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sts.components.contact.mr.placeholder Sebastian Webel
Mr. Sebastian Webel

Editor-in-Chief

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Pictures of the Future
The Magazine for Research and Innovation
 

Demographic Change

Walker 2.0: Medical Assistant and Personal Trainer in One

FriWalk (Friendly Robot Walker) analyzes user gait patterns, thus motivating elderly people to engage in more physical activity through social interactions.

An innovative mobility aid recognizes the early signs of health risks based on the user’s gait; it thus functions as a personal trainer, motivating elderly people to be more active. Patients and medical professionals stand to benefit.

Everyone has a unique, individual way of walking. Even from far away, we can recognize people we know based on their gait. And a person’s gait also says a lot about his or her health. It is not always possible to visually determine whether a person’s gait pattern is healthy or an indication of a medical problem. Specially developed walkways are a common technical aid for medical diagnosis. The patient walks across the walkway multiple times and the pressure exerted with each step is measured using sensors. With the help of computers, details about his or her gait pattern are calculated based on gait phases. According to Josef Birchbauer from Siemens Corporate Technology, however, this method has a few disadvantages: “It creates an unnatural situation. The patient is being observed and feels like they are walking on a catwalk, which alters their normal gait pattern because naturally everyone tries to do their best. In addition, a walkway is costly and limited to a few meters in length,” says Birchbauer.

New Gait Analysis System

As part of the EU ACANTO (A CyberphysicAl social NeTwOrk) project, researchers from six European countries are working on “FriWalk,” a new gait analysis system. “FriWalk” (Friendly Robot Walker) consists of a four-wheeled walker that is equipped with depth sensors and cameras. During clinical analysis, the user wears special shoe inserts equipped with pressure sensors. FriWalk measures the precise position of the feet on the ground, their orientation, and the pressure exerted when the feet come into contact with the ground. Semantic information such as step length, step width, and gait rhythm is derived from these parameters. “We process 15 to 20 frames per second, which produces a virtual walkway on which we can see the footprints on the floor together with the corresponding pressure distribution as well as the path of motion of the feet in the air,” reports Birchbauer.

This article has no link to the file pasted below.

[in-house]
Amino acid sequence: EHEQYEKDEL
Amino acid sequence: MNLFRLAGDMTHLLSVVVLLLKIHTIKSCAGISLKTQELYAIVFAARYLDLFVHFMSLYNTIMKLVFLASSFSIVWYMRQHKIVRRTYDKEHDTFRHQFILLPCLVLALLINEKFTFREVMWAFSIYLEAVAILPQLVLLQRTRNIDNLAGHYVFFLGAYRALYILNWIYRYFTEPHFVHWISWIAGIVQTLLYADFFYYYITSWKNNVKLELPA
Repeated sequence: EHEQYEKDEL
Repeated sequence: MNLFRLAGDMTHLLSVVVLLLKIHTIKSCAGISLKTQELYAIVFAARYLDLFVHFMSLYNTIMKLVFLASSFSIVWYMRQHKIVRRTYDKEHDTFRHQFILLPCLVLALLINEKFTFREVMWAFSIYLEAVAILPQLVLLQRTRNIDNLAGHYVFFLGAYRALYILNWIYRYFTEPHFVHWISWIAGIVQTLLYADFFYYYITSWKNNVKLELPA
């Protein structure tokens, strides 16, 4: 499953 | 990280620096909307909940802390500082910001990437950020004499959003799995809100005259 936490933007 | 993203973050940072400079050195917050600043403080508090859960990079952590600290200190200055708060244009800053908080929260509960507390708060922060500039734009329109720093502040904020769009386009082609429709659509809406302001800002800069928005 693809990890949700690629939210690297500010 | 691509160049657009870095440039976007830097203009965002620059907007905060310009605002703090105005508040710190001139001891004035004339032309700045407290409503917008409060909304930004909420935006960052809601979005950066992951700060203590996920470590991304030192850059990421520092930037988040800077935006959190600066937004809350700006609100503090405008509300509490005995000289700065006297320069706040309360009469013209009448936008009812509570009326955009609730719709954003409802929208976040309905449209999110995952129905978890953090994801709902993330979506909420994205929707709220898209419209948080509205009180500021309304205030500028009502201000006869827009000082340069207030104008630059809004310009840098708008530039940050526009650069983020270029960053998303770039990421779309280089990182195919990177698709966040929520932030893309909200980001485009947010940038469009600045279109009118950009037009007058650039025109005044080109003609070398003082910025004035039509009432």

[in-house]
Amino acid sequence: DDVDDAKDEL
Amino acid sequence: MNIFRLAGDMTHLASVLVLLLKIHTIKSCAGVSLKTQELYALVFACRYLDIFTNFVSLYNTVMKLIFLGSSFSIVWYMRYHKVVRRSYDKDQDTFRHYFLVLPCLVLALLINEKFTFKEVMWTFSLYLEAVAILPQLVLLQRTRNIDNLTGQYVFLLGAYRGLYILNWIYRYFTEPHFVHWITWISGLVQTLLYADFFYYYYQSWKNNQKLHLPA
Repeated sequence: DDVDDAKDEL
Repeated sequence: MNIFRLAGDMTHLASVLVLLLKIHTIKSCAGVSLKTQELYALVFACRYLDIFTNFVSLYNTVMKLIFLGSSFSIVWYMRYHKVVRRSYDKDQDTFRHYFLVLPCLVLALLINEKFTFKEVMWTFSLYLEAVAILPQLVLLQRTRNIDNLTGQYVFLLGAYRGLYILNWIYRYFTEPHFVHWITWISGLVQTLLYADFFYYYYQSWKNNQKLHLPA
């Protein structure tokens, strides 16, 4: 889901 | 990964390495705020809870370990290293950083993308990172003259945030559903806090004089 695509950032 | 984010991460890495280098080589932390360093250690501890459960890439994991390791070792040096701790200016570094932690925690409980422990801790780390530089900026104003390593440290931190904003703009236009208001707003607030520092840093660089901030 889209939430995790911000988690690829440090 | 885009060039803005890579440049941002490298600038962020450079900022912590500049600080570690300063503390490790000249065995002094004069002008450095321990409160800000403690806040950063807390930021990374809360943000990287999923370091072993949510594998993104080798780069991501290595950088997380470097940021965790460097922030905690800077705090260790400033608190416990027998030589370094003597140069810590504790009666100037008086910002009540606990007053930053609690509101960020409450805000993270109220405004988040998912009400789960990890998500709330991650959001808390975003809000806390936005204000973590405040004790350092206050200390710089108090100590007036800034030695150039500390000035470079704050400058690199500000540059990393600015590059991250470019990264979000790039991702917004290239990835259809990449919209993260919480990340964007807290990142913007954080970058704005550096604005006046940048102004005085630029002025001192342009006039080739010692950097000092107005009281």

Walker as a Motivator

FriWalk is less expensive than a walkway and offers higher data quality. Much like a 24-hour EKG, the patient can use FriWalk for longer distances. This allows doctors to identify phenomena that may only occur after longer periods of strain.

FriTablet users can write information about their habits and preferences into the system. The information helps FriWalk suggest suitable physical activities based on the data.

 “Our goal is to have one version of the walker for hospitals and a less expensive version that costs less than €2,000 for families,” says project manager Luigi Palopoli, who works at the University of Trento in Italy. Beyond its medical diagnostics applications, FriWalk could also function as a personal trainer. Relatives, close friends, or the users themselves enter information about habits and preferences into a “FriTablet.” FriWalk recommends appropriate physical activities – such as visiting an exhibition or going on a shopping tour – based on the resulting user profile. However, the user’s interests are primarily identified from the observation of past situations in which the user’s physical and emotional state was measured. To this end, FriWalk is equipped with additional sensors such as a contactless heart rate monitor and systems that can identify emotions based on facial expressions. In addition, gesture recognition will make the device’s controls user-friendly.

Using Robots to Create a Cyberphysical Social Network

Doctors and medical professionals can define training goals based on the health data FriWalk collects. The software serves as a navigational aid during training and helps users to avoid potential hazards, such as slick spots on the ground and stressful situations such as crowded places. In order to achieve this, real-time information from sensors in the environment and from other FriWalkers is linked together and made accessible via a cloud-based infrastructure. This allows the system to quickly identify unexpected situations and inform the user about alternative options.

The goal is to create a cyberphysical social network – a communication system that connects user groups who share similar preferences with one another and displays where an interesting group activity is taking place. "It is important to ensure that the technology does not put too much stress on seniors,” says Birchbauer. “Our system is designed to look the same as a conventional walking aid, which is why we have made all the sensors as inconspicuous as possible.” Around 100 seniors in Spain, Italy, and England will test FriWalk until the project’s closing date in 2018. Special attention will be paid to data privacy. ACANTO is receiving €4.3 million in funding from the European Commission.

Wilma Mert